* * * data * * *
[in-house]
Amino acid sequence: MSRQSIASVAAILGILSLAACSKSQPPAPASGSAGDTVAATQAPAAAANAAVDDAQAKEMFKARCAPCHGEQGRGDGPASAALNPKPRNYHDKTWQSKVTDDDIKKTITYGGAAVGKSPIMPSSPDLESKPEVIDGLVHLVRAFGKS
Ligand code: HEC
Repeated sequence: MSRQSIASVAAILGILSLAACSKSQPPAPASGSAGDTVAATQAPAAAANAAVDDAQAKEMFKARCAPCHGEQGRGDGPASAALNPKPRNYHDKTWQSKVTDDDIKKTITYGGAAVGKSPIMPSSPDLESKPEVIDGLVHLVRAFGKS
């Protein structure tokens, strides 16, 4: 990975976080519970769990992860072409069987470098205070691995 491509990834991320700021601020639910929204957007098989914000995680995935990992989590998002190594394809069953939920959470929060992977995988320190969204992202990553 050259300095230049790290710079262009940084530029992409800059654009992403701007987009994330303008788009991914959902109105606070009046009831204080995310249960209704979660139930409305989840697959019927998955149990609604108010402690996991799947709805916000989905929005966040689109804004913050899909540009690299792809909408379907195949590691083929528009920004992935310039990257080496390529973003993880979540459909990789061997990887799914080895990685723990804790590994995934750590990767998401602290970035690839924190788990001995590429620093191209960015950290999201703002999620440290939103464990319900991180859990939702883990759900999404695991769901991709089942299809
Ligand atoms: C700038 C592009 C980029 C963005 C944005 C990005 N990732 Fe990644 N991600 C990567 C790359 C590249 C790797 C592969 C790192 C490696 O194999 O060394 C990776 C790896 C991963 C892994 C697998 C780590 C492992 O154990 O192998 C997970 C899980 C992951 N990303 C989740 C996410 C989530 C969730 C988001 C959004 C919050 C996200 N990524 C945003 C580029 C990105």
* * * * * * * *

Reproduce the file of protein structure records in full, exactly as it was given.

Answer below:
[in-house]
Amino acid sequence: MSRQSIASVAAILGILSLAACSKSQPPAPASGSAGDTVAATQAPAAAANAAVDDAQAKEMFKARCAPCHGEQGRGDGPASAALNPKPRNYHDKTWQSKVTDDDIKKTITYGGAAVGKSPIMPSSPDLESKPEVIDGLVHLVRAFGKS
Ligand code: HEC
Repeated sequence: MSRQSIASVAAILGILSLAACSKSQPPAPASGSAGDTVAATQAPAAAANAAVDDAQAKEMFKARCAPCHGEQGRGDGPASAALNPKPRNYHDKTWQSKVTDDDIKKTITYGGAAVGKSPIMPSSPDLESKPEVIDGLVHLVRAFGKS
């Protein structure tokens, strides 16, 4: 990975976080519970769990992860072409069987470098205070691995 491509990834991320700021601020639910929204957007098989914000995680995935990992989590998002190594394809069953939920959470929060992977995988320190969204992202990553 050259300095230049790290710079262009940084530029992409800059654009992403701007987009994330303008788009991914959902109105606070009046009831204080995310249960209704979660139930409305989840697959019927998955149990609604108010402690996991799947709805916000989905929005966040689109804004913050899909540009690299792809909408379907195949590691083929528009920004992935310039990257080496390529973003993880979540459909990789061997990887799914080895990685723990804790590994995934750590990767998401602290970035690839924190788990001995590429620093191209960015950290999201703002999620440290939103464990319900991180859990939702883990759900999404695991769901991709089942299809
Ligand atoms: C700038 C592009 C980029 C963005 C944005 C990005 N990732 Fe990644 N991600 C990567 C790359 C590249 C790797 C592969 C790192 C490696 O194999 O060394 C990776 C790896 C991963 C892994 C697998 C780590 C492992 O154990 O192998 C997970 C899980 C992951 N990303 C989740 C996410 C989530 C969730 C988001 C959004 C919050 C996200 N990524 C945003 C580029 C990105």